What’s your story, Eric? You have a construction background, so tell us a little bit about that.
Oh yeah, my story starts in construction. I come from a third-generation builder, so my father and his father were builders. I’m one of the few who can actually say that I went to study building construction, specifically construction management. So, I have two degrees from the University of Florida, and I’m going to give a shout out to the Gaiter Nation. I graduated from the Ranker School of Construction, which is a specific school that I went to study construction management, and I graduated in 2011 with a Master’s and went directly into the Miami construction workforce.
I started working for a subcontractor, and I was forced into that role because my family business told me, “Look, you’re not going to work for us; you’re going to learn how to build, and you’re going to learn how to build the right way.” So, I took that opportunity to work with a phenomenal company, which is today still operating as the nation’s largest concrete shell contractor on the subcontractor front. I really learned the pre-construction side, operations, and about building major structures. This was right at the time of the tail end of the Miami condo boom, so I got to see, you know, a lot happening.
From 2008 to 2014, that time in my career was really learning how to build and learning at the subcontractor level. In 2014, my career took a direction towards the general contractor construction management side. This is when the family business called and said, “Hey, we’re getting extremely busy. This was a company of eight people. We need you to start implementing some technology because you’re young, you can use Excel and email pretty well, and we’ve got this software called Procore that we want to test on a job.” At that time, Procore was not the tool of choice; not many people knew about it, and they had very little modules. That was the first day I remember in 2014, coming in, I was the one in charge of implementing it, and from there, things started to change.
The family business was a mid-sized commercial general contracting and construction management firm, specifically in South Florida. So, my career jumped from the subcontractor world into the GC/CM world. The partners were young, my father was one of the partners, and he’s since retired. But the partners were young, they had a vision for the company on how to streamline business processes and workflows, and they have done a phenomenal job building the company. That’s where I got exposed to my first reality of what technology can do to streamline processes. So, we did that; I was in charge of rolling that out, and it was a major success, and from there, we doubled down on technology.
I was primarily, at first, using Procore, and then someone called me and said, “Hey, I need you to look at this; this is a new device that you can capture real-time photos and videos of the job site.” It was called OpenSpace. At that time, walking around a job site with a hard hat and a camera on your head, people laughed at you, and I was the guy walking around getting real-time footage. The first job we did it on, I saw, “Wow, we can actually have things updated in real time,” and that’s where we really doubled down on technology in the workplace because we saw a lot of needs for what we could do as a business. That’s where my passion for tech evolved from, and maybe it was the early conception of Subbase.
Yeah, so what happened was, honestly, after everyone went home and was working remotely due to COVID, people realised that they could still manage job sites and do a lot of things. It opened people’s minds to realising that there might be other tools that need to be built or that they can use to manage and streamline their business. In 2021, I got a call from my father-in-law who wanted me to speak with a family friend who was building software. He’s still building with me today, and Subbase was born from him showing me what he wanted to build. He built a phenomenal MVP, which took him some time to understand the workflows, which he did. From there, I was managing operations in Grycon, the company that I used to work at on the construction side, and I was giving feedback on this platform that was starting to come to life.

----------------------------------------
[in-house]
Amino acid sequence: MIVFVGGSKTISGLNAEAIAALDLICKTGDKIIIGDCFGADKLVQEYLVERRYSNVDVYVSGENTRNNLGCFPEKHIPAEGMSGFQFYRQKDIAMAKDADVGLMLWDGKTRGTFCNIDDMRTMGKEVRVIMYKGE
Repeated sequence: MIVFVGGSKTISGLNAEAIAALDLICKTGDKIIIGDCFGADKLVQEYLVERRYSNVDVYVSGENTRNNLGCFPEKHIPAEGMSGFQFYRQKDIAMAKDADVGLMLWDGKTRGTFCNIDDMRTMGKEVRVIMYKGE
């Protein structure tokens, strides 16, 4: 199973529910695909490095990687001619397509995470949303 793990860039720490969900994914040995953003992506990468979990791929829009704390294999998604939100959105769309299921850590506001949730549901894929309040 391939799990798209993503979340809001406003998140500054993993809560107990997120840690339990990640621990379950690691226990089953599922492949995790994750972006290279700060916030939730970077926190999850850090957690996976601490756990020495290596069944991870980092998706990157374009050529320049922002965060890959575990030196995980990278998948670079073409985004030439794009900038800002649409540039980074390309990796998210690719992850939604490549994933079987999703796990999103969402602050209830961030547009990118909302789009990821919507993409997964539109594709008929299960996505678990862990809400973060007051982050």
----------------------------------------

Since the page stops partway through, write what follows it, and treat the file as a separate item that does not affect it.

I started to see people interested, specifically subcontractors and vendors who we were using it with, and quickly saw that we could solve a major need and a major problem for the industry as it relates to managing the day-to-day nuances of material procurement, from requests coming from the field, vendors looping into one workflow, and then obviously tying all that information and data back into accounting systems to streamline operations on that front.
Before we dive into the detail of that, I teamed up with someone who was good at technology but had no experience in construction. The only experience he had was when his family was building a home, and he realised there was a lot going on. To get him up to speed, he had a good concept for construction in general, and that’s what I gravitated towards. What we had to do was dive into understanding the workflows and how every stakeholder uses a tool to enhance that workflow. We had a hands-on approach, going to a job site, seeing the email and touching and feeling the stacks of paper that were required to track things. This helped us understand that some companies could be doing hundreds of millions of dollars in revenue and still managing 40% of their business with pen and paper or maybe just phone calls.
As you get into construction technology, you also have to understand that building something that’s going to provide two times the value is not enough; you have to provide ten times the value to get someone to change their ways from what they’ve been doing for the last 10, 20, or 30 years.
So, Subbase was born to solve problems related to managing the day-to-day nuances of material procurement and streamlining workflows and operations in the construction industry. The idea was born out of conversations and discussions not just with technology but with users up front, where the platform was presented to them. The problem being solved today is material management, which is one of the most complex workflows imaginable. Even in different trades and trade verticals, it’s different. The problems being solved at very high levels include solving inefficiencies when it comes to real-time visibility and organisation of where things are moving up and down the supply chain. Solving problems of manual data entry for items that come and originate from the field or office and tying that back to the accounting system in real time is also important.